Can Cannabis Relieve Chronic Itching?

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Medicinal marijuana (cannabis) may offer a promising option for patients with chronic itching, according to a new case study.

Chronic itching, clinically known as chronic itching, is characterized by a relentless and sometimes even debilitating sensation, and often reduces the quality of life of people who have itching.

Treatment of the disease has been difficult because there are few therapies approved by the Food and Drug Administration.

Chronic itching it can be a particularly difficult condition to treat, with off-label therapeutics often used, “says Shawn Kwatra, an adjunct professor of dermatology at Johns Hopkins University School of Medicine. greater use of medical marijuana and our knowledge of the role of the endocannabinoid system [a complex cell-signaling system that regulates a variety of functions in the body] in chronic itching, we decided to try medical marijuana with a patient who failed several therapies and had few options. “

Kwatra and her colleagues examined a 60-year-old African-American woman with a 10-year history of chronic itching. The patient initially arrived at the Johns Hopkins Itch Center with complaints of extreme itching in her arms, legs and stomach. Examination of the skin revealed numerous hyperpigmented and elevated skin lesions. The patient tried several treatments, including systemic therapies, centrally acting nasal sprays, steroid creams, and phototherapy, but all failed.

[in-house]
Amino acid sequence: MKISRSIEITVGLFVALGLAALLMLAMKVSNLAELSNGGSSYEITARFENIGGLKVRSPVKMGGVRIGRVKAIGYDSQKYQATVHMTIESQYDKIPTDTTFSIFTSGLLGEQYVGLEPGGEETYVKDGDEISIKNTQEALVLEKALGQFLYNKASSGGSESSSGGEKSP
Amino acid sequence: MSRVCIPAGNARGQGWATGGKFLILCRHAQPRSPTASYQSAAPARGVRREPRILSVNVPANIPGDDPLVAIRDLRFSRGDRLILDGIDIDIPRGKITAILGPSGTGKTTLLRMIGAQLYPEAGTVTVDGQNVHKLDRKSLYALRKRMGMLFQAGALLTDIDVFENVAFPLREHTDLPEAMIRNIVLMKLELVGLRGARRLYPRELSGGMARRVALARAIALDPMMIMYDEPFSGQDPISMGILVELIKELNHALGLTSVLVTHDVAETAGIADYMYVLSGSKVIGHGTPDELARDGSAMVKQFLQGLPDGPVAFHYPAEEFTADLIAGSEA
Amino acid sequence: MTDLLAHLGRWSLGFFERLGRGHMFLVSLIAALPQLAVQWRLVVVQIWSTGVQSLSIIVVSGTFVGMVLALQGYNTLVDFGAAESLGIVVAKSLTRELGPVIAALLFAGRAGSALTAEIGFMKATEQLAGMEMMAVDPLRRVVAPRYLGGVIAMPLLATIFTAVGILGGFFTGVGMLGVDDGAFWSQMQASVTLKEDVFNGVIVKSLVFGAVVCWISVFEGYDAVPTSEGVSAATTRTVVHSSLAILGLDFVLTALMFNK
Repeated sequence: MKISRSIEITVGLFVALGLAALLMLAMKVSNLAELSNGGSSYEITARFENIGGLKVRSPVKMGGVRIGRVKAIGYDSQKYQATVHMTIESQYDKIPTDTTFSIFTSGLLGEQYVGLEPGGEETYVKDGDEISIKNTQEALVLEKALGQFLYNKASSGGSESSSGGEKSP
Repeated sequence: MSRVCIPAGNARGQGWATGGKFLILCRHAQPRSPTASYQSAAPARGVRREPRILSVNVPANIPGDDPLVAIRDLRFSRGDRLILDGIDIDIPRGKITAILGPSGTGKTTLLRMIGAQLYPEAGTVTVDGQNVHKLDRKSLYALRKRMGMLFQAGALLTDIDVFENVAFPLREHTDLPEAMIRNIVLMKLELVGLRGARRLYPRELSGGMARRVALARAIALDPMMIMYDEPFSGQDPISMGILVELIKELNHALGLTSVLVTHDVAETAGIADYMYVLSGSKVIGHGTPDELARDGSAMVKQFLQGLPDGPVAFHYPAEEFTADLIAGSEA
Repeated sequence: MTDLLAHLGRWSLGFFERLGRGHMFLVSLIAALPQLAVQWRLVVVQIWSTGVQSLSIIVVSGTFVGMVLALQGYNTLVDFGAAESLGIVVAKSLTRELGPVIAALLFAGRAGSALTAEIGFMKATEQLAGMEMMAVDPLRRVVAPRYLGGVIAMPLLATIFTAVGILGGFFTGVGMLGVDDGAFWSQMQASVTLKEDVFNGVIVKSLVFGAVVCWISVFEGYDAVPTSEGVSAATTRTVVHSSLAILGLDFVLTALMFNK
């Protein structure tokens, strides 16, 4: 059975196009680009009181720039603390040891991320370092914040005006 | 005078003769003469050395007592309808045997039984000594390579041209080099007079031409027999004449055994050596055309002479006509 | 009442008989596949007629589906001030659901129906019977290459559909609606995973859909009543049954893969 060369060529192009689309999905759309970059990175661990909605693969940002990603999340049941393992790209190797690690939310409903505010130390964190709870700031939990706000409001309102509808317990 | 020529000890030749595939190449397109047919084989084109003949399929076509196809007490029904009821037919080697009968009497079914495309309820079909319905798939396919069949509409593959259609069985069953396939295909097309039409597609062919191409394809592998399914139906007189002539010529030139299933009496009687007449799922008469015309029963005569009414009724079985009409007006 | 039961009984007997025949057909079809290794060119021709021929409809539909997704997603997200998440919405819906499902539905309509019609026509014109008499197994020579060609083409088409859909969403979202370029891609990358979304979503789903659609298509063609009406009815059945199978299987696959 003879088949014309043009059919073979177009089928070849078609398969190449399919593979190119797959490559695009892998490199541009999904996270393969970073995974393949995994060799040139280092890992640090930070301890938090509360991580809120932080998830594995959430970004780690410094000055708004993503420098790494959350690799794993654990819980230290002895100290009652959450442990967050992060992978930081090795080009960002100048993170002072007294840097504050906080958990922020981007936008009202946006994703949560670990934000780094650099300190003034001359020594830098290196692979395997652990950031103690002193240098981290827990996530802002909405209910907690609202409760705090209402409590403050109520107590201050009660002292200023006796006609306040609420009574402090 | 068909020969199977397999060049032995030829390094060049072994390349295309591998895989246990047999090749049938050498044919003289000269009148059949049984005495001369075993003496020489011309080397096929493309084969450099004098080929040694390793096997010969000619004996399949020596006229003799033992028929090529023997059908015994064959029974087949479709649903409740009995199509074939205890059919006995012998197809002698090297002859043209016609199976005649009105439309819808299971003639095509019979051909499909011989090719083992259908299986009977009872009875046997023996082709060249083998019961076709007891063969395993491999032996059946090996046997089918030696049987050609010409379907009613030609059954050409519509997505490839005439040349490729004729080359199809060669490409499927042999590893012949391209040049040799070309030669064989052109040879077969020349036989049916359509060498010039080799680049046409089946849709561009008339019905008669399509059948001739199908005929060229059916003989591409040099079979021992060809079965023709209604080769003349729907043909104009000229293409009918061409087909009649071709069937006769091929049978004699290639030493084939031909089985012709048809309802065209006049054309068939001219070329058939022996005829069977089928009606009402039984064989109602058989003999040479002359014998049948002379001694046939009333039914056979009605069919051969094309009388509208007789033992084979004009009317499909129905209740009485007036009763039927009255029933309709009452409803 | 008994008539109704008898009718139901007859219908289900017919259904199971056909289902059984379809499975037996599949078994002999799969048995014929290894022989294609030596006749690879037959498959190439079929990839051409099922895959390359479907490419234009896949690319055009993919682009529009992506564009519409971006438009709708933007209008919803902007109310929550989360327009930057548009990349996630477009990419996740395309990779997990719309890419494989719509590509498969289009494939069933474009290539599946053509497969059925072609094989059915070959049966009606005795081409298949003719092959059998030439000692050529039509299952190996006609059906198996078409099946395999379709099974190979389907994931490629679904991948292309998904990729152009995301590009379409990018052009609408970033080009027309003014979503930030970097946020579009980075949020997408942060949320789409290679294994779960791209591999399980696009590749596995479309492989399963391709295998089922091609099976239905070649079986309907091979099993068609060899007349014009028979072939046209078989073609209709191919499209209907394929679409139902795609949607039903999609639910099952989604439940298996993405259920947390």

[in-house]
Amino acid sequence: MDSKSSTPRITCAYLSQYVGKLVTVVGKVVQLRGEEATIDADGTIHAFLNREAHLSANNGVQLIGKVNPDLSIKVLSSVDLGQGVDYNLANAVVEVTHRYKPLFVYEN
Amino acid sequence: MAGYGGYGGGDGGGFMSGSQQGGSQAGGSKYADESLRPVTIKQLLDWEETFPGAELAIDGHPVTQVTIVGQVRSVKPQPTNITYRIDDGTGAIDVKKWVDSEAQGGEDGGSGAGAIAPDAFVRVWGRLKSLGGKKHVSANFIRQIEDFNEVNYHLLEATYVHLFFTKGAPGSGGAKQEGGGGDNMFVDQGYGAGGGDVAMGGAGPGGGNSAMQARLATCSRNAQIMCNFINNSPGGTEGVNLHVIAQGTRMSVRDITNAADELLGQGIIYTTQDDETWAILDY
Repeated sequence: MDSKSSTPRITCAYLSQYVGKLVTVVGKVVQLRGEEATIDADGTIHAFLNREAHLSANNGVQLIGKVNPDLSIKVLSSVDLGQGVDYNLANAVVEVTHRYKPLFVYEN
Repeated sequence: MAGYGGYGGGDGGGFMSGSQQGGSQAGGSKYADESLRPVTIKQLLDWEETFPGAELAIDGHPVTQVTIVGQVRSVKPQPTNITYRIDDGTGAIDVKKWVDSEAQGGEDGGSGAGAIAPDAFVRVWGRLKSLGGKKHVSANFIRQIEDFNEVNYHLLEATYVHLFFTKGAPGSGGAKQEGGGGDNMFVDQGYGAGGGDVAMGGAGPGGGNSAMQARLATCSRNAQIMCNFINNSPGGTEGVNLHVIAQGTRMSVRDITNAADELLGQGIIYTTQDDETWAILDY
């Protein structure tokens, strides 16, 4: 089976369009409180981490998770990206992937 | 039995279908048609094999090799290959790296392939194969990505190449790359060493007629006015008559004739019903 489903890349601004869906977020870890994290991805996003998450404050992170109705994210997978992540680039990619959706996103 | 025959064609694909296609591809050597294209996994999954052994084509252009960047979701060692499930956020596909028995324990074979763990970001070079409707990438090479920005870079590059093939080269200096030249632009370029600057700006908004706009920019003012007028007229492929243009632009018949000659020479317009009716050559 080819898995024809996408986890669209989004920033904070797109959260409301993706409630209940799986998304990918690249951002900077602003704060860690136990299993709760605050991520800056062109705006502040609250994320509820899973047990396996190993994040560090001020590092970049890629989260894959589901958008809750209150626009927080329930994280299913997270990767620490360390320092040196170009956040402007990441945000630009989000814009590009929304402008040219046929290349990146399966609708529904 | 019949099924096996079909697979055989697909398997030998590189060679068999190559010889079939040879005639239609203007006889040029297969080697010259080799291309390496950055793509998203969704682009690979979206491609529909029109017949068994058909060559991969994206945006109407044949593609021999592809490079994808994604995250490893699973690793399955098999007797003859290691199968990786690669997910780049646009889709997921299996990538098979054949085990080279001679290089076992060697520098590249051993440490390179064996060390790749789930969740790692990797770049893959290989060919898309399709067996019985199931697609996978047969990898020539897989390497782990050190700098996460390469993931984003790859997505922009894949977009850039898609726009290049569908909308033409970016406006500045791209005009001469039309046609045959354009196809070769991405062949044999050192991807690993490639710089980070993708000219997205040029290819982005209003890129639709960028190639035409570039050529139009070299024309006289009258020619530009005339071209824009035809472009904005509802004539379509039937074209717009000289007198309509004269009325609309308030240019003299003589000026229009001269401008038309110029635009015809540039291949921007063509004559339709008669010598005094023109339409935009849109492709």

Kwatra says that using medical marijuana “Either smoking or in liquid form,” he gave the woman an almost instant improvement.

“We had the patient assess their symptoms using a numerical rating scale, where 10 is the worst itch and zero is no itch,” says Kwatra. “It started at age 10, but dropped to 4 in 10 minutes after the initial administration of medical marijuana. With continued cannabis use, the patient’s itching completely disappeared.”

Researchers believe that one of the active ingredients in medical marijuana, tetrahydrocannabinol, commonly known by its abbreviation. THC – binds to brain receptors that influence the nervous system. When this happens, the inflammation and activity of the nervous system decrease, which could also lead to a reduction in the sensations of the skin such as itching.

While conclusive studies have yet to be done to validate medical marijuana as an effective measure to alleviate previously uncontrollable itching, Kwatra believes it requires more clinical trials.

“Controlled studies are needed to determine the dosage, efficacy, and safety of medical marijuana in the treatment of various subtypes of human itching, and once performed, we will better understand which patients are more likely to benefit from this therapy. he says.

A report on the new findings appears JAMA Dermatology. Source: Johns Hopkins University. Original study DOI: 10.1001 / jamadermatol.2021.1194. This article is shared under the International Attribution 4.0 license; originally published on The future.





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